Samford student shares about finding a local church

As college students return to campus this fall, many do not have a local church they call home.

In any season of life, finding a church has vast importance for Christians, but it can be especially helpful for college students often living on their own for the first time.

In high school I was around the church but never really belonged to one. I didn’t submit my membership, surround myself with mentors or serve in ministry. Rather, I simply showed up and passively attended an hour-long service on Sunday morning.

Now, to be clear, I read my Bible, prayed and led a parachurch Bible study at my school, but I wasn’t involved in a local church.

While parachurch ministries can be helpful, the Bible speaks quite a bit about local churches and indicates that the church is vital for growth as a Christian.

When I moved nearly 700 miles away from home and arrived in Birmingham for college, I knew I needed to find a church, but I wasn’t sure how. Through the advice of mentors, internet searches and church visits, I eventually found one, and I have been a member there for the past three years.

When incoming freshmen ask what they should look for in a local church, three key areas come to mind: expositional preaching, edifying community and evangelistic focus. While this is not an exhaustive list, I believe it describes some of the most important aspects of church life.

Expositional preaching

“So shall My word be that goes out from my mouth; it shall not return to Me empty, but it shall accomplish that which I purpose, and shall succeed in the thing for which I sent it” (Isa. 55:11).

It is important to recognize that Isaiah does not say, “So shall the preacher’s word be that goes out from his mouth.” He is quoting the Lord, Who declares that His word shall not return empty. Expositional preaching puts the focus on the meaning of the inspired text rather than the wit of the preacher.

Jason Allen, president of Midwestern Baptist Theological Seminary in Kansas City, Missouri, says “expositional preaching begins with a commitment to preach the text.” At its core, it “explains what the Bible means by what it says.”

While expositional preaching takes a passage of Scripture and explains the meaning based on the text, topical preaching selects a topic and expounds on a number of related verses or passages.

While addressing particular topics can be helpful to the church, it is best for churches to address these messages by selecting a passage of Scripture and explaining what the Bible says about it.

It may be easy to dismiss the importance of expositional preaching to the everyday believer, but it can play a key role in discipleship. Preaching transforms the way we as laypeople in the church view God.

When we see the sermon as a bullet-point list of three ways to make our lives better, we miss the point. The sermon is meant to explain a text so we might be exposed to all of Scripture.

Edifying community

“Therefore, confess your sins to one another and pray for one another, that you may be healed. The prayer of a righteous person has great power as it is working” (James 5:16).

Sadly, I have been part of churches that had phenomenal Bible teaching yet lacked deep community.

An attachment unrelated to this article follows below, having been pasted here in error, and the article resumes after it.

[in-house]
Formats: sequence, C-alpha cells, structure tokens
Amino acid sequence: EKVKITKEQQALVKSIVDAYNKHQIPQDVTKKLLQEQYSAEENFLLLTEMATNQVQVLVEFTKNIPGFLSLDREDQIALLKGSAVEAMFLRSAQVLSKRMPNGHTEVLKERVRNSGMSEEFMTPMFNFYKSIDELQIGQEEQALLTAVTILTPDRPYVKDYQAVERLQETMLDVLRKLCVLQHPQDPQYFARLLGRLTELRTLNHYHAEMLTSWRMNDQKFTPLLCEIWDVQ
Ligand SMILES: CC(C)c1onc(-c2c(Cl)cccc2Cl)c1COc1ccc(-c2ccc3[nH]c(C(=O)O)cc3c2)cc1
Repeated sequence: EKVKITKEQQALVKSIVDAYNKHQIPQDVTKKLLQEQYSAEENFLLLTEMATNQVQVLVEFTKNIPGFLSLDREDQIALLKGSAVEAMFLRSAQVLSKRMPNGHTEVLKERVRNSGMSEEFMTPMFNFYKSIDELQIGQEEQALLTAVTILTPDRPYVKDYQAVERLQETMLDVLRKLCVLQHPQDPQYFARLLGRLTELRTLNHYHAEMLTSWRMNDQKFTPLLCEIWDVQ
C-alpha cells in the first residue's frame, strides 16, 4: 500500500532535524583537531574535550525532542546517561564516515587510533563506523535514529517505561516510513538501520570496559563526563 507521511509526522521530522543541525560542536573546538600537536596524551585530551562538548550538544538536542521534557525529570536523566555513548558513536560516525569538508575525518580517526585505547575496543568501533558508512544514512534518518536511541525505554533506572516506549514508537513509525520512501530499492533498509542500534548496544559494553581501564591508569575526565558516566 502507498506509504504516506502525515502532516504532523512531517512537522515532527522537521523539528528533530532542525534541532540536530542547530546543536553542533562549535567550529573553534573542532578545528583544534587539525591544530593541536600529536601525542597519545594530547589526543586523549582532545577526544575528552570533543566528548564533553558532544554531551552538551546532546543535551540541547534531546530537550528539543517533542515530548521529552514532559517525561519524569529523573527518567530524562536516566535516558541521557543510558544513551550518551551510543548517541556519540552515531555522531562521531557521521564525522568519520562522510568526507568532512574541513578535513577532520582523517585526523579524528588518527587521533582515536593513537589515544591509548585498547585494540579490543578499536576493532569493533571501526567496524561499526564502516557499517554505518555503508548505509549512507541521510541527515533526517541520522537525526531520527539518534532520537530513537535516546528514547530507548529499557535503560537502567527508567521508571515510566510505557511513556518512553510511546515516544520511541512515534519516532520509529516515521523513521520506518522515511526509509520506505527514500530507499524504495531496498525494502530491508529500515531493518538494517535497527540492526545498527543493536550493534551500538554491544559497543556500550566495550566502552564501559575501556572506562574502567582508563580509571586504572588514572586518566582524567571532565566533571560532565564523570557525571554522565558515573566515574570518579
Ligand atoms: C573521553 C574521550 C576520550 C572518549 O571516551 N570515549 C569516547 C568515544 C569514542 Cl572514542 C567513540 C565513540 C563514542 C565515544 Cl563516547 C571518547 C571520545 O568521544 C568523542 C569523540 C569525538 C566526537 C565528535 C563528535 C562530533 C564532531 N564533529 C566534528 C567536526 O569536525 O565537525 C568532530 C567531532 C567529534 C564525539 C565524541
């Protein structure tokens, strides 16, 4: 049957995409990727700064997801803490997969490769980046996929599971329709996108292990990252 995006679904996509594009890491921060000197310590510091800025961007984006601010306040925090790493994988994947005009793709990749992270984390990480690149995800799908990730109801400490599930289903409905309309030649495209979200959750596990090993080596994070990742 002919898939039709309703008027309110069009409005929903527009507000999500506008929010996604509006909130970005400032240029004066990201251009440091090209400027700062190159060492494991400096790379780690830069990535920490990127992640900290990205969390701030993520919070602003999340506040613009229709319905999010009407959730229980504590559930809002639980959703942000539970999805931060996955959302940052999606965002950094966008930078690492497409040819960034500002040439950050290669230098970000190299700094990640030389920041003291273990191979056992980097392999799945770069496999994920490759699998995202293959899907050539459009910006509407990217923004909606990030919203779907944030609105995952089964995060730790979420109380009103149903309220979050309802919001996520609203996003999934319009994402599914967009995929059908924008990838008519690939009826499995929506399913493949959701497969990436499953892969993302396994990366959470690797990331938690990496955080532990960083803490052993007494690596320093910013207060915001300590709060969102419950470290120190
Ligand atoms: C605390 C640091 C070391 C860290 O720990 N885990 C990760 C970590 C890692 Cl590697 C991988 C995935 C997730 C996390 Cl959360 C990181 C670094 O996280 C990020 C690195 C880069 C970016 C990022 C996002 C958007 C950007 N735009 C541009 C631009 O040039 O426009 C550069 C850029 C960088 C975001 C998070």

Following the pandemic, loneliness and isolation skyrocketed, and they continue to plague the church today. The solution is accountability in an edifying community.

At Multiply Groups, the campus ministry I lead at Samford University, we hold students accountable to Scripture reading, prayer, personal holiness and evangelism.

In the past few years, we have found that many students have been unable to find the type of community and accountability in the local church that we have in our ministry.

As a campus ministry leader, this is heartbreaking. Scripture clearly conveys the importance of belonging to a church, and it is my firm conviction that campus ministries are simply supplemental to the church.

Finding an edifying community that knows you, cares for you and points you to Jesus is an essential aspect of college life.

Evangelistic focus

“But in your hearts revere Christ as Lord. Always be prepared to give an answer to everyone who asks you to give the reason for the hope that you have. But do this with gentleness and respect” (1 Pet. 3:15).

Finally, your church should have an evangelistic focus.

Southern Baptists have a long history of being “Great Commission Baptists.” Even before that alternate name was approved in 2012, Southern Baptist churches have long focused on evangelism and missions, both domestically and abroad. As Christians, we recognize that this hope referred to in 1 Peter 3:15 is Jesus Christ Himself. The gospel is not about our self-improvement, but about God’s great mercy.

In addition to looking for biblically saturated sermons and Christ-honoring community groups, you need to look at a church’s focus on evangelism. Do they provide opportunities to learn how to share the gospel? Are they regularly explaining the gospel during the Sunday gathering?

In His last words before His ascension, Jesus said, “Therefore go and make disciples of all nations, baptizing them in the name of the Father and of the Son and of the Holy Spirit … ” (Matt. 28:19). Evangelism and discipleship belong at the center of the church.

Next steps

If you’re a college student without a church home, look for these three qualities in the churches you visit.

While campus ministries can help you meet new friends and get connected quickly, the local church is God’s primary plan for reaching the world. Finding a healthy church with expositional preaching, edifying community and an evangelistic focus will help you grow in your faith during college.

EDITOR’S NOTE — Cole Shiflet is a junior at Samford University and a member of Redeemer Community Church, Avondale. He is from Denton, Texas. 

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